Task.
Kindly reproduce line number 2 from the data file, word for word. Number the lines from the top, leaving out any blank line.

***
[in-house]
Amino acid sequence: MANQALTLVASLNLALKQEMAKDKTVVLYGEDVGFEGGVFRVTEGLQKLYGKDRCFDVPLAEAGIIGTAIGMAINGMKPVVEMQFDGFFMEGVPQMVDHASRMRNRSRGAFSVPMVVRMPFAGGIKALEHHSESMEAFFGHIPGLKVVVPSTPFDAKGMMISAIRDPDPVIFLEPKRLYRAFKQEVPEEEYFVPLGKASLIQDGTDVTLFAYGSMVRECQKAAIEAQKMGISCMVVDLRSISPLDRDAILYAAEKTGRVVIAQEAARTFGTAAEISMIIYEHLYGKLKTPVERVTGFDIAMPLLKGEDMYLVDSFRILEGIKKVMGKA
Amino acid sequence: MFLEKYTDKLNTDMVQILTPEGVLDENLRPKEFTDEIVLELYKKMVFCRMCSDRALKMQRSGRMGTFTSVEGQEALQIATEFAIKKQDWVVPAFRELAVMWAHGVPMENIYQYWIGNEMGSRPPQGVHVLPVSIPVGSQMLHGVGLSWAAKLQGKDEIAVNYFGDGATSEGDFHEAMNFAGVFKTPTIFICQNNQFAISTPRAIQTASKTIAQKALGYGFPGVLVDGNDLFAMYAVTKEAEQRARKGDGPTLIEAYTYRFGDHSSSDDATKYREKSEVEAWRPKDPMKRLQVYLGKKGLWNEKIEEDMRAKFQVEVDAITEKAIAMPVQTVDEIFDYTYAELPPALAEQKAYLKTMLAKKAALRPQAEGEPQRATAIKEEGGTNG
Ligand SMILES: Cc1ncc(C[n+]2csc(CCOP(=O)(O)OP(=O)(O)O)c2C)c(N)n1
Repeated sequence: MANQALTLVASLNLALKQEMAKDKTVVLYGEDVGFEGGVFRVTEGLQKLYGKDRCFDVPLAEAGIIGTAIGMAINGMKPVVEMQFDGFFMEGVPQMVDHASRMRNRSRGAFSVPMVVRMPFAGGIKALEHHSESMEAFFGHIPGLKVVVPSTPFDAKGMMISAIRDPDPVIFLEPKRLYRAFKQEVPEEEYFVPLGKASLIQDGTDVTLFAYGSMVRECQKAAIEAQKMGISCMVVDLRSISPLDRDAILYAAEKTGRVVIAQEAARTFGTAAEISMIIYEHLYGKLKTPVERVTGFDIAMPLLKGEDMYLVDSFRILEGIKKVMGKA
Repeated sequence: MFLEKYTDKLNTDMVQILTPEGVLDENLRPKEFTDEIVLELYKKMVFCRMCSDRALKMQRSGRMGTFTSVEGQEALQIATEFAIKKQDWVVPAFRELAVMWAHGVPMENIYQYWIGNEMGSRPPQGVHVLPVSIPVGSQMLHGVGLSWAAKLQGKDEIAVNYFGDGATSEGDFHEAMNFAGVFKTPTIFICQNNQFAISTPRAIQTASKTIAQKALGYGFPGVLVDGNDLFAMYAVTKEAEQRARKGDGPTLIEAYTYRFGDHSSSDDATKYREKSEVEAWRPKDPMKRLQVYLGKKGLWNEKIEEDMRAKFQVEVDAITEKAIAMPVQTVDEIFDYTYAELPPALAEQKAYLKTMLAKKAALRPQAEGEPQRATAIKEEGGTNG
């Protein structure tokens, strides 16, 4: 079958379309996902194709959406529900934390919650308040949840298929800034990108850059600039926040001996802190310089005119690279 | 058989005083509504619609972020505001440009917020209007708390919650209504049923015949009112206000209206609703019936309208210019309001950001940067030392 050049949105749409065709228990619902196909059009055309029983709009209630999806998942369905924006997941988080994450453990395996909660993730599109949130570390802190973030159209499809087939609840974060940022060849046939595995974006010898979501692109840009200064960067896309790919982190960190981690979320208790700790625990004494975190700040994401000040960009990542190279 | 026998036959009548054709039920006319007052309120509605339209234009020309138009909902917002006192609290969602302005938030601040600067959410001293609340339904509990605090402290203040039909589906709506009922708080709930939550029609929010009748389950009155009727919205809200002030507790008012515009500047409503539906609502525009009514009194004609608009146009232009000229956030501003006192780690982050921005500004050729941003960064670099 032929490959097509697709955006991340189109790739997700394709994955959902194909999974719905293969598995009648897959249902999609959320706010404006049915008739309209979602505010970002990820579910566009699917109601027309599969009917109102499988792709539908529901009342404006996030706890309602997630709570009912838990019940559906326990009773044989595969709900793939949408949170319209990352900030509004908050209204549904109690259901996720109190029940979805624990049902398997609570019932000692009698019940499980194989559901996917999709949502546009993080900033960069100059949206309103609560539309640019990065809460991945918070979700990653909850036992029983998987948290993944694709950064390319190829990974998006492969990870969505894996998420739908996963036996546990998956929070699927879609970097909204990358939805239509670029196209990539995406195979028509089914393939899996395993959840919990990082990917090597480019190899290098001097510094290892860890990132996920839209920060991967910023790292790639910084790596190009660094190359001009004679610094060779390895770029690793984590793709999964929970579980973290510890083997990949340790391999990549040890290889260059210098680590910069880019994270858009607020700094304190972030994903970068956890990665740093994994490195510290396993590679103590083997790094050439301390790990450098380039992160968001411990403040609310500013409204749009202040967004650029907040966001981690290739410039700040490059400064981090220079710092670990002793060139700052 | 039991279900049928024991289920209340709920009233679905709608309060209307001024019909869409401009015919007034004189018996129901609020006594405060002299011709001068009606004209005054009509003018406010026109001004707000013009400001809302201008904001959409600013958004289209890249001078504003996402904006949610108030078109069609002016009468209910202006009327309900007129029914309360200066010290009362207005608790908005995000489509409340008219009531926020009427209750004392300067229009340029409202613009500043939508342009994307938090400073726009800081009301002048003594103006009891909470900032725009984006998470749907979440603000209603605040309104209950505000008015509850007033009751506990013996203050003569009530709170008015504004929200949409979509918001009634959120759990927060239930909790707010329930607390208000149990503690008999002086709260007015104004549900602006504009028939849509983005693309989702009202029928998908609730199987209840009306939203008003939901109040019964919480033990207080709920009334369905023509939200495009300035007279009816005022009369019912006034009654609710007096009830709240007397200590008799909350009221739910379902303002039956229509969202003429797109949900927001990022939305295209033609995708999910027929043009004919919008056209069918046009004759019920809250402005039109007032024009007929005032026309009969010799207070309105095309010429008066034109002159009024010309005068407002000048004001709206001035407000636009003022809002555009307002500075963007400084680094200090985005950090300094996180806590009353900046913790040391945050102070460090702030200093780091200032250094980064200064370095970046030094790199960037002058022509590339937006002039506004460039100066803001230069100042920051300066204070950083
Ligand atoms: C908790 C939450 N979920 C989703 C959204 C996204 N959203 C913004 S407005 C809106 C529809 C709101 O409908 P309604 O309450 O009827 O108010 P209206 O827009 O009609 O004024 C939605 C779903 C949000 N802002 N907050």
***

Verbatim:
Amino acid sequence: MANQALTLVASLNLALKQEMAKDKTVVLYGEDVGFEGGVFRVTEGLQKLYGKDRCFDVPLAEAGIIGTAIGMAINGMKPVVEMQFDGFFMEGVPQMVDHASRMRNRSRGAFSVPMVVRMPFAGGIKALEHHSESMEAFFGHIPGLKVVVPSTPFDAKGMMISAIRDPDPVIFLEPKRLYRAFKQEVPEEEYFVPLGKASLIQDGTDVTLFAYGSMVRECQKAAIEAQKMGISCMVVDLRSISPLDRDAILYAAEKTGRVVIAQEAARTFGTAAEISMIIYEHLYGKLKTPVERVTGFDIAMPLLKGEDMYLVDSFRILEGIKKVMGKA